PsycCare Consult organizes community breast cancer screening exercise at Ashiyie

PsycCare Consult, an organisation championing women’s health and psychological support, has organised a free breast cancer screening exercise for residents of Ashiyie near Accra.

The screening exercise, organised by PsycCare Consult in collaboration with the International Central Gospel Church (ICGC) Heavens Gate Temple, Ashiyie, was preceded by pre-screening counselling and breast cancer education as part of efforts to raise awareness on the disease.

Beneficiaries were prompted to take note of the following signs: “Lump, hard knot or thickening; swelling, warmth, redness or darkening; change in the size or shape; changes in the skin; itchy, scaly sore or rash on the nipple; pulling in of nipple or other parts; unusual nipple discharge; and new pain in one spot that does not go away”.

Dr Yvonne Otubea Otchere, a consulting psychologist and Chief Executive Officer of PsycCare Consult, in an interview with the Ghana News Agency during the screening exercise, said breast cancer was curable and that early detection was key.

She said this year they had actually driven the men’s breast cancer advocacy because the traditional campaigns had centred on women.

“There are huge psychological barriers associated with awareness creation, she noted, adding, “Stigma continues to thrive and breast cancer is commonly viewed as a feminine disease. This year, we have also reoriented our men on breasts cancer,” she said.

“The breast is a symbol of life. A woman is expected to breastfeed her baby during the first two to three years of life! No breasts, no life and the men must understand this and support the campaign by getting screened and encourage the family unit to get screened.”

Dr Otchere noted that “Detection, Treatment and Defeating Breast Cancer”, was this year’s theme, saying, they believed that in detecting breast cancer everyone should be involved; religious organisations, civil societies and the family unit, being a critical unit in fighting the disease.

She said they also believed in the role of spiritual healing, emphasizing that as God’s word is health and it brought healing to the soul, although they were advocating for mainstream treatment to deal with the body, it was important to look at the religious support and coping systems aspect, saying the church then has a critical role to play in this regard.

She also added the adoption of exorcism by religious organisations as treatment for breast cancer patients had contributed to late presentation and imminent deaths.

Dr Otchere said with regards to the third preamble being ‘defeating’, they believed that defeating breast cancer is a mental and a behavioural process and people must get the consciousness that there were viable support systems around to help them even when a lump is detected.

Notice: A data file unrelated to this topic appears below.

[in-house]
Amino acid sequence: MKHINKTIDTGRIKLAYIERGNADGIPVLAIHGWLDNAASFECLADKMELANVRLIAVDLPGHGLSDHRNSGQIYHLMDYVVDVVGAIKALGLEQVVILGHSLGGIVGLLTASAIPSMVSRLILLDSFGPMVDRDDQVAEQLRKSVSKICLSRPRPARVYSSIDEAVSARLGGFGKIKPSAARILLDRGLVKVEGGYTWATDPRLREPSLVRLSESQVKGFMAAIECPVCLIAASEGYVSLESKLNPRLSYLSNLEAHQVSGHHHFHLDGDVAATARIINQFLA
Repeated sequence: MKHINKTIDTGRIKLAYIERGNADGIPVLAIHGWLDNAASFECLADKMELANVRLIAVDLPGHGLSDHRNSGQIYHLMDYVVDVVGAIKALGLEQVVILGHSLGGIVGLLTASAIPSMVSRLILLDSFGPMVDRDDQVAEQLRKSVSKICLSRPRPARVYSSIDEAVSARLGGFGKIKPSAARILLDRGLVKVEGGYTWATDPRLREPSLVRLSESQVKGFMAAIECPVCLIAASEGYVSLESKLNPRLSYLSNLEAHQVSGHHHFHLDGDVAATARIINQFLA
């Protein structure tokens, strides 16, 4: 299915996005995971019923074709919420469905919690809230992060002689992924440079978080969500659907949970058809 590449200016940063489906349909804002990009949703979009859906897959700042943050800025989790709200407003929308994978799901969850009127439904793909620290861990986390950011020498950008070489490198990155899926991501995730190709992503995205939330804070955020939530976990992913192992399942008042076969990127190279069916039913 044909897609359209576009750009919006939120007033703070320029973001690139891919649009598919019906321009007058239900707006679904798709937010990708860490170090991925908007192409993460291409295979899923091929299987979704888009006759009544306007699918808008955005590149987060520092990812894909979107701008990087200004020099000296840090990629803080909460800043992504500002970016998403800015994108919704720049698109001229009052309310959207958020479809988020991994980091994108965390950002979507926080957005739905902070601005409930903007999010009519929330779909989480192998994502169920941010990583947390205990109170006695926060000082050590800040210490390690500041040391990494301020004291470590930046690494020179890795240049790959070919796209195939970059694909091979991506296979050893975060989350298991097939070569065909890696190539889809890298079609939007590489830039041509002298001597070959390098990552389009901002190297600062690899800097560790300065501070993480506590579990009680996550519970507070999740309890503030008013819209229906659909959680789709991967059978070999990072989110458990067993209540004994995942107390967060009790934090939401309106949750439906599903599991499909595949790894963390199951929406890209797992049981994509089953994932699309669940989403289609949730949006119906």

“So, this year we also harnessed the influence of psychology, so we have psychologists coming in to provide pre-screening counselling and post-screening counselling, which is missing from most of the traditional breast cancer campaigns,” Dr Otchere said.

In addition to their psychological counselling, PsycCare provided a guided counselling and had a list of hospitals which they have been able to network with, to get the women who have these challenges with their breasts, have the necessary care.

Dr Otchere, also a Breast Health Advocate, said from previous screening exercises, they noticed that most of the people having breast health challenges were financially limited “so what PsycCare does is to see how these women and men can be helped”.

She appealed for corporate partnership and sponsorship to enable PsycCare Consult reach out to more people, especially, the less privilege and vulnerable in society.

Madam Charlotte Brobbey, a Senior Nursing Officer at the Surgical Department of Korle Bu Teaching Hospital, told the GNA that some beneficiaries had lumps in their breasts whiles others had fluids in their breasts, however, majority of the people screened had no issues.

She also realized that some did not know how to do the self-breast examination so they were being taught, but among the other issues was that some had just ended their menstruation.

Adding that sometimes when a woman is menstruating, it becomes difficult to detect because the breast becomes heavy, she said.

” Even if you check you wouldn’t notice anything, so unless five days after menstruation, so we educate them; if you don’t see anything five days after menstruating, you check again then you do your self breast examination once every month,” she added.

Source: Ghana News Agency

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